I picked up this tiny paperback edition in Waterstones in the Metrocentre in about November last year. My arms were full of books as gifts in preparation for Christmas and my daughter’s birthday. There, at the cashdesk, was a gorgeous little edition of this ghost story, in black with a mint-green foil embossed cover. It was £1.99 and I couldn’t resist. What better for Winter than a Charles Dickens ghost story?
The Signalman is a lovely, short story in which our main protagonist stumbles upon a mysterious signal house at a railway track. The weathered signalman of the title is a man haunted by visions, portents in the form of screaming spectres. Their appearances are followed shortly afterwards by horrific railway accidents. His problem is, the visions do not tell him where, or when disaster will strike, and so he is tortured, with the means to foresee disaster, but not the detail with which to avert it.
I won’t say anymore on this, as it’s such a short story it’s difficult to go further and keep it spoiler-free. Suffice to say, I really enjoyed The Signalman. Full of Dickens’ signature dialogue and description, this is perfect if you want a quick slice of gothic ghost story – and if you’re like me, that always hits the spot.
The little volume also features another short called The Boy at Mugby. Now, when I started this story, I was intrigued by the opening lines:
I am the boy at Mugby, that’s about what I am.
You don’t know what I mean? What a pity! But I think you do. I think you must. Look here, I am the boy at what is called The Refreshment Room at Mugby Junction, and what’s proudest boast is, that it never yet refreshed a mortal being.
“Never yet refreshed a mortal being” that clutch of words held so much promise for me. As many of my regular visitors, friends and contacts may know, I have a real soft spot for the Studio Ghibli animation Spirited Away (who doesn’t love that film?).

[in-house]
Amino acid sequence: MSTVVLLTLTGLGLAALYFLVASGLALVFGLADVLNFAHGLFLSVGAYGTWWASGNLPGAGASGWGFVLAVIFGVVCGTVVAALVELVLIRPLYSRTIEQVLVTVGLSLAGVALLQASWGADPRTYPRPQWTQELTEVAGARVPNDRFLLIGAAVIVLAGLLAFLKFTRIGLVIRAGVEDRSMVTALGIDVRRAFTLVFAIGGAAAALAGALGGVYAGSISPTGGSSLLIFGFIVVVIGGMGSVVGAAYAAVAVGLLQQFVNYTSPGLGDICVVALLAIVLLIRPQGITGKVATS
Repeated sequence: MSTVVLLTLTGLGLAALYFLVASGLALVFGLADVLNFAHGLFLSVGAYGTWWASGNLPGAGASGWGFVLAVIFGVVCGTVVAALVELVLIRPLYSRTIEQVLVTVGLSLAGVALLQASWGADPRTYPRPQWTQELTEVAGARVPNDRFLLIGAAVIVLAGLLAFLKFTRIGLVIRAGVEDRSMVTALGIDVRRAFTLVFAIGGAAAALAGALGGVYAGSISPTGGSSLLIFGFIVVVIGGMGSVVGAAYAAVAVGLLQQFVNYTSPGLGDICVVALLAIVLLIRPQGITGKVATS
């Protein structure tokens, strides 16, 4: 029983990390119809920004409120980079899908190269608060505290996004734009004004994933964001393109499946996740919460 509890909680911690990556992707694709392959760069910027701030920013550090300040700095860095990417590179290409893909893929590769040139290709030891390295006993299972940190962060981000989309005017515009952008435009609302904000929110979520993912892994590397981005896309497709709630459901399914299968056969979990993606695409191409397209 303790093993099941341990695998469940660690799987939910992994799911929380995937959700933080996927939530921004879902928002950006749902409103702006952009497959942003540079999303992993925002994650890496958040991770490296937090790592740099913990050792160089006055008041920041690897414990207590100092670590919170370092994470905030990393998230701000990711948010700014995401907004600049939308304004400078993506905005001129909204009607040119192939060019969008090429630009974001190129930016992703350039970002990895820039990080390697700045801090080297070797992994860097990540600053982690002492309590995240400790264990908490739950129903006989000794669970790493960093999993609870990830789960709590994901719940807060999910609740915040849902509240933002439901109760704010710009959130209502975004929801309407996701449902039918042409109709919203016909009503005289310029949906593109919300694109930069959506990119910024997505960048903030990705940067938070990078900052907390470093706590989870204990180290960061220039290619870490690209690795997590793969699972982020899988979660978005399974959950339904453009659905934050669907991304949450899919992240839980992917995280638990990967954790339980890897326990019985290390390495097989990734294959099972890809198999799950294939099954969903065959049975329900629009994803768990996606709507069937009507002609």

The bathhouse solely for the purpose of replenishing tired spirits, the railway submerged under a couple of feet of water, with the train riding through the flood, carrying shadowy souls to their destinations. That’s where my mind went immediately.
A refreshment room at a railway station, where spirits sit and wait, perhaps forever, for the train to their destination…
This story is nothing like that. It’s very good, and is one of Dickens’ satirical observations, poking fun at the state of railway refreshments in Britain in his time. Not that they’re that much better now, I must say. His characters pride themselves on undrinkable tea, impenetrable baked goods and horrendous customer service. They denounce the approach of the French, with their beautifully prepared travel lunches and delicate confections.
This is Dickens showing us that not one aspect of life in his day escaped his pin-sharp eye. Everything was worthy of his comment, even matters as small and trivial as the refreshments served at railways. His soap-box, it seems, was not reserved only for social justice and the plight of the poor. You can tell he had great fun writing it; he becomes ever more fanciful as the little tale goes on.
I was a little disappointed that it was included based on the railway connection. I would really rather have had another ghost story, but for £1.99, this was a great little volume and I was pleased to have found it.